Tantra of Love

     For the Hebrew mystics, the word for love itself expresses this notion of giving which they so cherished.  Love, in the original Hebrew--ahava--is sourced in the word hav.  Hav has three meanings.  Love and Giving are the first two.  There is no love without giving.  The third meaning is the glow of passion.  Thus the word ‘lahav’ comes from this root.   Lahav is Hebrew for ‘torch’, as in the familiar phrase of “carrying a torch” for someone.  “Carrying a torch” is the convergence of all three meanings of Hav--it is being in love with, invested in and passionately entangled with another.

     Hav in this sense is not at all dissimilar to how the Greeks sometimes talked about Eros.  This is a wonderful thing to notice.  Remember that for the Greeks, Eros was passion while Agape and Philia – two completely different words – represented giving, care and concern.  For the Hebrew mystic, that chasm of separate words dividing eros from agape and philia, is bridged by one wonderful term, hav.  Like a single wagon carrying three passengers, hav holds together love, passion and giving--eros, agape and philia.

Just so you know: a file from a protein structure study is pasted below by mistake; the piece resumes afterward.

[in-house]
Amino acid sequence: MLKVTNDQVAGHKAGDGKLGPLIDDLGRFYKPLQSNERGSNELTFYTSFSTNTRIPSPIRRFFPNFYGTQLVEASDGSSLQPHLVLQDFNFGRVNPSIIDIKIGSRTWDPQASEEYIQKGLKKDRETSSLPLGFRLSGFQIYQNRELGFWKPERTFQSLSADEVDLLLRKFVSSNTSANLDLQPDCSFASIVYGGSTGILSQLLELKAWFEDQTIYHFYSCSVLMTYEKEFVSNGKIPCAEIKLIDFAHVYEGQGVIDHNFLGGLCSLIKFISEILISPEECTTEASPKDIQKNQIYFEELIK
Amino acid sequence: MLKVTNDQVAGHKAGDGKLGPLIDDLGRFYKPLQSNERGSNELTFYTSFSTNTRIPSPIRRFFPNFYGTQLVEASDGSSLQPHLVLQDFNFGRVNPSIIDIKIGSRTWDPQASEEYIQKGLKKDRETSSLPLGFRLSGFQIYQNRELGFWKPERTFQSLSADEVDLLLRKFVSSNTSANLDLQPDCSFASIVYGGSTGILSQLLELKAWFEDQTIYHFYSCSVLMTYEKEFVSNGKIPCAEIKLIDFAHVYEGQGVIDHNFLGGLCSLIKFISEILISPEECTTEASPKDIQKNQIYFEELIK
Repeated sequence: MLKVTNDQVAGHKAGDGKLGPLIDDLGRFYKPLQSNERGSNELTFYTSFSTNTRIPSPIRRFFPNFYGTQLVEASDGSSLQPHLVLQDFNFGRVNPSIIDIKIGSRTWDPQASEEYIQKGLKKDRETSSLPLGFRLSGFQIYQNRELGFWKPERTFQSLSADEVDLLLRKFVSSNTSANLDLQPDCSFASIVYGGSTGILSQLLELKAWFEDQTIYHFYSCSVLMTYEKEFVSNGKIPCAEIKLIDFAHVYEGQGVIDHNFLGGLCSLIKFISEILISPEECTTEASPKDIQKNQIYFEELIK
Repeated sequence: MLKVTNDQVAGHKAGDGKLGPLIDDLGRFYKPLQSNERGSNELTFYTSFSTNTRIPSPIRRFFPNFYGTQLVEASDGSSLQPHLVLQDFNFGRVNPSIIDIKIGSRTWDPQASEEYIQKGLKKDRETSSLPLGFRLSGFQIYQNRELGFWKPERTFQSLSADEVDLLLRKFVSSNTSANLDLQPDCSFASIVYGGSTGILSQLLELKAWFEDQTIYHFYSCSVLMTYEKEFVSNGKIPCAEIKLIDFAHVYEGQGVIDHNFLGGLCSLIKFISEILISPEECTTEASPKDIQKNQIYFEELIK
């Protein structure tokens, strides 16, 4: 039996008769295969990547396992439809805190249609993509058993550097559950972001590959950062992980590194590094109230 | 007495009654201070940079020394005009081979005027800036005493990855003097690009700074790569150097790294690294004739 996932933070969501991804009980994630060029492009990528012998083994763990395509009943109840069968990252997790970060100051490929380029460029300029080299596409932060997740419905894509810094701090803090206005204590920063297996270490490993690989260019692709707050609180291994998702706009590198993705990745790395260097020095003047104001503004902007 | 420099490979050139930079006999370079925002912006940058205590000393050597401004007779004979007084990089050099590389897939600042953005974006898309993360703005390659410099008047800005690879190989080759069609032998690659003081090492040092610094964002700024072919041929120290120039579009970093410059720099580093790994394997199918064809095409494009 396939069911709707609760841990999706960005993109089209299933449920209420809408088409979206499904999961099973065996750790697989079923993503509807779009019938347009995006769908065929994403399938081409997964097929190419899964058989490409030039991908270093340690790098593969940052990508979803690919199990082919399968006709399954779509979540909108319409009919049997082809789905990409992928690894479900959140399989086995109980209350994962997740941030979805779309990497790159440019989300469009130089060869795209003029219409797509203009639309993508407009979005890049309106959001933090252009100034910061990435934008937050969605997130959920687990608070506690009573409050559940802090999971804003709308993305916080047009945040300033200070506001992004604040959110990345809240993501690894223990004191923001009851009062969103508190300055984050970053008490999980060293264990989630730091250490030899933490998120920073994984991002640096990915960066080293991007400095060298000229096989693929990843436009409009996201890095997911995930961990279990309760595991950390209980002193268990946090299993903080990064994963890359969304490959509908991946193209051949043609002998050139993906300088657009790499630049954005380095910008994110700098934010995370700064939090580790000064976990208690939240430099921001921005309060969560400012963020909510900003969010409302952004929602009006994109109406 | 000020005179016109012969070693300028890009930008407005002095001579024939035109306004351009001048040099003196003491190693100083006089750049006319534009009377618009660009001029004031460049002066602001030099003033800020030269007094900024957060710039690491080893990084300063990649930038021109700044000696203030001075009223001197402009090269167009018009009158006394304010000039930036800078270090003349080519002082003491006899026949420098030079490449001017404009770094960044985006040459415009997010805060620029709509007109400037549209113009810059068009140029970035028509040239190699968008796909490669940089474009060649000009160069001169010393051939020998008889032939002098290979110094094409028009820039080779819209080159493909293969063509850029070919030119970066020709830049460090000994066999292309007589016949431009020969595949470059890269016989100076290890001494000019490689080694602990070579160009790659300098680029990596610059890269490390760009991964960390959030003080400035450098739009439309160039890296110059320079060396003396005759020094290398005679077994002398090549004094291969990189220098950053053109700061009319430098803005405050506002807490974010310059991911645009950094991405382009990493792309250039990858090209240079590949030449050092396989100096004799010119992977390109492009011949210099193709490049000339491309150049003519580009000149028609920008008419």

The Hebrew mystics knew that language is a portal to powerful and profound understanding.  They go on to point out that the Hebrew words chovah and chibbah share a common root source for.  Chovah is “commitment expressed through giving,” and Chibbah connotes love and affection.  Chovah says that, if you are a lover, you must expend effort for the growth of your beloved.  Through the giving implicit in love, you expand the limits of your narrow self and become an erotic lover. 

The Erotic and the Holy, Page 396